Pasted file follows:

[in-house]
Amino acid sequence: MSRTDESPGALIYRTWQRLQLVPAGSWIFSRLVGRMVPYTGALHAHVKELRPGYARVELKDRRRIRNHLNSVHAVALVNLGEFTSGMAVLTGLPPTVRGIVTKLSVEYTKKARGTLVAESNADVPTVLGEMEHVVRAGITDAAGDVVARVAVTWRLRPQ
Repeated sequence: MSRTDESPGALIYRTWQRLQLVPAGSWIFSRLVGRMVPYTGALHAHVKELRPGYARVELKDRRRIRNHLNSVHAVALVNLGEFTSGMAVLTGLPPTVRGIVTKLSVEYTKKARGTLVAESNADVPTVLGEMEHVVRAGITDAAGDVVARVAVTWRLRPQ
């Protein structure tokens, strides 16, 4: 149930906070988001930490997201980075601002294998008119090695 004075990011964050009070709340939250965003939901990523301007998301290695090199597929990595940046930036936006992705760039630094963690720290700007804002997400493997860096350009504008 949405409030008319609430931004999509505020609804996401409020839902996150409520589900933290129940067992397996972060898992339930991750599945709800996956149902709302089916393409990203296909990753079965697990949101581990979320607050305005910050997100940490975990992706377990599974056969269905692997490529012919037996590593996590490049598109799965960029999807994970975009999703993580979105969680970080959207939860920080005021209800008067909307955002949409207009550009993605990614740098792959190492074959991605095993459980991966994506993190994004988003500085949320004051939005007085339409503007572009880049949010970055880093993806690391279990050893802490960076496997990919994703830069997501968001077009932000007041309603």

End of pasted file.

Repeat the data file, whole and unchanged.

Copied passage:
[in-house]
Amino acid sequence: MSRTDESPGALIYRTWQRLQLVPAGSWIFSRLVGRMVPYTGALHAHVKELRPGYARVELKDRRRIRNHLNSVHAVALVNLGEFTSGMAVLTGLPPTVRGIVTKLSVEYTKKARGTLVAESNADVPTVLGEMEHVVRAGITDAAGDVVARVAVTWRLRPQ
Repeated sequence: MSRTDESPGALIYRTWQRLQLVPAGSWIFSRLVGRMVPYTGALHAHVKELRPGYARVELKDRRRIRNHLNSVHAVALVNLGEFTSGMAVLTGLPPTVRGIVTKLSVEYTKKARGTLVAESNADVPTVLGEMEHVVRAGITDAAGDVVARVAVTWRLRPQ
């Protein structure tokens, strides 16, 4: 149930906070988001930490997201980075601002294998008119090695 004075990011964050009070709340939250965003939901990523301007998301290695090199597929990595940046930036936006992705760039630094963690720290700007804002997400493997860096350009504008 949405409030008319609430931004999509505020609804996401409020839902996150409520589900933290129940067992397996972060898992339930991750599945709800996956149902709302089916393409990203296909990753079965697990949101581990979320607050305005910050997100940490975990992706377990599974056969269905692997490529012919037996590593996590490049598109799965960029999807994970975009999703993580979105969680970080959207939860920080005021209800008067909307955002949409207009550009993605990614740098792959190492074959991605095993459980991966994506993190994004988003500085949320004051939005007085339409503007572009880049949010970055880093993806690391279990050893802490960076496997990919994703830069997501968001077009932000007041309603």